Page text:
From an early age, human infants are able to produce vocalisations in a wide range of emotional states and situations - an ability felt to be one of the factors required for the development of language. Researchers have found that wild bonobos (our closest living relatives) are able to vocalize in a similar manner. Their findings challenge how we think about the evolution of communication and potentially move the dividing line between humans and other apes.
Animal vocalisations are usually made in relatively narrow behavioural contexts linked to emotional states, such as to express aggressive motivation or to warn about potential predators. In contrast, humans exhibit 'functional flexibility' when vocalizing in a variety of situations.
Researchers from the University of Birmingham, UK and the University of Neuchatel, Switzerland, conducted research on wild bonobos and found that in this species individuals produce a call type, known as the 'peep', across a range of positive, negative and neutral situations, such as during feeding, travel, rest, aggression, alarm, nesting and grooming. Peeps are high-pitched vocalisations which are short in duration and produced with a closed mouth.
They found broad similarity in the acoustic structure across different contexts suggesting contextual flexibility in this call. Similar to human infants, recipients therefore have to make pragmatic inferences about the meaning of this call across contexts.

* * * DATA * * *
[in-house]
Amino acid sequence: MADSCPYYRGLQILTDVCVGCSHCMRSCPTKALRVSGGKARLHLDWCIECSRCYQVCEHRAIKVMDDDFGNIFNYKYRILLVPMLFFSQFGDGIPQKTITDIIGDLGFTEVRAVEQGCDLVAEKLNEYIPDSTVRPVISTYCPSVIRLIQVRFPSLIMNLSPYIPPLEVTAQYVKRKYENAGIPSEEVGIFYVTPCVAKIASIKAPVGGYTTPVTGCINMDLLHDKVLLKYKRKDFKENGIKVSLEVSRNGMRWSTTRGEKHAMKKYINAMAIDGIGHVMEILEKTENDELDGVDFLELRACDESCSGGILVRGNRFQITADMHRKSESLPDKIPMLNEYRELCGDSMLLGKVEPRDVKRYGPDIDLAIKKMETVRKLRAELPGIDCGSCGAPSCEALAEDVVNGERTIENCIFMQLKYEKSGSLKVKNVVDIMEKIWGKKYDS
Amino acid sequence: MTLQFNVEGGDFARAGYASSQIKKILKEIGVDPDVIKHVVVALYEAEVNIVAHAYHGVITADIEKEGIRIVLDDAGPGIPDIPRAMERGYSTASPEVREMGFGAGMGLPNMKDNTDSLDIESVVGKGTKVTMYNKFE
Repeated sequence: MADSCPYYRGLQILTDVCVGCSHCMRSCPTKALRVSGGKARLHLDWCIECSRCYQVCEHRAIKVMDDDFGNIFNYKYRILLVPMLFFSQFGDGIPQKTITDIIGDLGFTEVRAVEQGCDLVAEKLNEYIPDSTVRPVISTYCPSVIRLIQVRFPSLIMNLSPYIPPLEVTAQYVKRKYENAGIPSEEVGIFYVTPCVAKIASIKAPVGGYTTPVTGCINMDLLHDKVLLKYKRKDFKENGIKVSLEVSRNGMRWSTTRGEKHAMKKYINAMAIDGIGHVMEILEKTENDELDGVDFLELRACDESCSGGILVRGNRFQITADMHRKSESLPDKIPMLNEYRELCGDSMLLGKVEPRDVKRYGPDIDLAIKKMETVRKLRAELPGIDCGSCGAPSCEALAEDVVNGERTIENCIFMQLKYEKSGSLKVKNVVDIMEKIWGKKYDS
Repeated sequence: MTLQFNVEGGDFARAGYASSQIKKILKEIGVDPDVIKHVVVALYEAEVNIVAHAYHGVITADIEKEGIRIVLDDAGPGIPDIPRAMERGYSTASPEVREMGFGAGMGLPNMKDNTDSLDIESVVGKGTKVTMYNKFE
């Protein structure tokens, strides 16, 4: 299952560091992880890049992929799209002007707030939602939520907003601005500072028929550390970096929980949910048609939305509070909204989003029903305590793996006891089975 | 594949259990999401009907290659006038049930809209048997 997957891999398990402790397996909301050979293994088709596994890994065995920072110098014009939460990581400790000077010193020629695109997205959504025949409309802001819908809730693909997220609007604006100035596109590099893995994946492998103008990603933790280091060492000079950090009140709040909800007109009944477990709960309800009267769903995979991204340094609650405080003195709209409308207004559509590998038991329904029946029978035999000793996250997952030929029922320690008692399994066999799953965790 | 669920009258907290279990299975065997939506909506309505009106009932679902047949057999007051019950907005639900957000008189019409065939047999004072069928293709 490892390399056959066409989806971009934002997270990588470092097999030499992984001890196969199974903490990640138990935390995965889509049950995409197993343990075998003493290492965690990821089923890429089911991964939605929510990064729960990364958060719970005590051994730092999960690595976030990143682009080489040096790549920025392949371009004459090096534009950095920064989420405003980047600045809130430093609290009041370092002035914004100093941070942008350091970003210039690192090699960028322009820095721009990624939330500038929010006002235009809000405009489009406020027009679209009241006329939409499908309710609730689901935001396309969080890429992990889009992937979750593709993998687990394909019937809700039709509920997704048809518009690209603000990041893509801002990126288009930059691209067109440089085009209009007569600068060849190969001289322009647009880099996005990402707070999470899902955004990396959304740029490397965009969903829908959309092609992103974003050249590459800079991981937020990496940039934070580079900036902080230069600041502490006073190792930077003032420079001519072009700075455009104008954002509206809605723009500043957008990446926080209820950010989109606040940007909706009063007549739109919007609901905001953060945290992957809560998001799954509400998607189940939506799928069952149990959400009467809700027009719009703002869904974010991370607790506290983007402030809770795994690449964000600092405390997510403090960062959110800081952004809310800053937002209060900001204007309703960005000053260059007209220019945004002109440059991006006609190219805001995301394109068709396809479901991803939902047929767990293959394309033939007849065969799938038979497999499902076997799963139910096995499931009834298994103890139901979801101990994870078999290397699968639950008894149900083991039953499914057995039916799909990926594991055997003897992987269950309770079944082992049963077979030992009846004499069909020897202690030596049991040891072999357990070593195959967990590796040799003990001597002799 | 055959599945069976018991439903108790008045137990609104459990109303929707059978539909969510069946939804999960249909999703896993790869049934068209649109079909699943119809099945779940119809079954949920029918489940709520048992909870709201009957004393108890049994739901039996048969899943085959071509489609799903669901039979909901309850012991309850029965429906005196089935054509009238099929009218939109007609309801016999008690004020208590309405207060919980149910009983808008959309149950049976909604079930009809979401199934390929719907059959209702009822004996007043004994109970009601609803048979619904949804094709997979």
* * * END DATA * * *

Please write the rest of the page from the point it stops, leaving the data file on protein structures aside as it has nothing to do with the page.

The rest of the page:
Author Zanna Clay said that the findings show that "more research needs to be done on our great ape relatives before we can make conclusions about human uniqueness. The more we look, the more continuity we find among animals and humans"
The type of functional flexibility they observed in bonobos could represent an important evolutionary transition from functionally fixed animal vocalisations towards flexible human vocalisations, which seems to have appeared some 6-10 million years ago in the shared common ancestor between humans and great apes. It appears that many of the core features of human language have deep roots in the primate lineage.
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Abstract (from the article):
A shared principle in the evolution of language and the development of speech is the emergence of functional flexibility, the capacity of vocal signals to express a range of emotional states independently of context and biological function. Functional flexibility has recently been demonstrated in the vocalisations of pre-linguistic human infants, which has been contrasted to the functionally fixed vocal behaviour of non-human primates. Here, we revisited the presumed chasm in functional flexibility between human and non-human primate vocal behaviour, with a study on our closest living primate relatives, the bonobo (Pan paniscus). We found that wild bonobos use a specific call type ("peeps") across a range of contexts that cover the full valence range (positive-neutral-negative) in much of their daily activities, including feeding, travel, rest, aggression, alarm, nesting and grooming. Peeps were produced in functionally flexible ways in some contexts, but not others. Crucially, calls did not vary acoustically between neutral and positive contexts, suggesting that recipients take pragmatic information into account to make inferences about call meaning. In comparison, peeps during negative contexts were acoustically distinct. Our data suggest that the capacity for functional flexibility has evolutionary roots that predate the evolution of human speech. We interpret this evidence as an example of an evolutionary early transition away from fixed vocal signalling towards functional flexibility.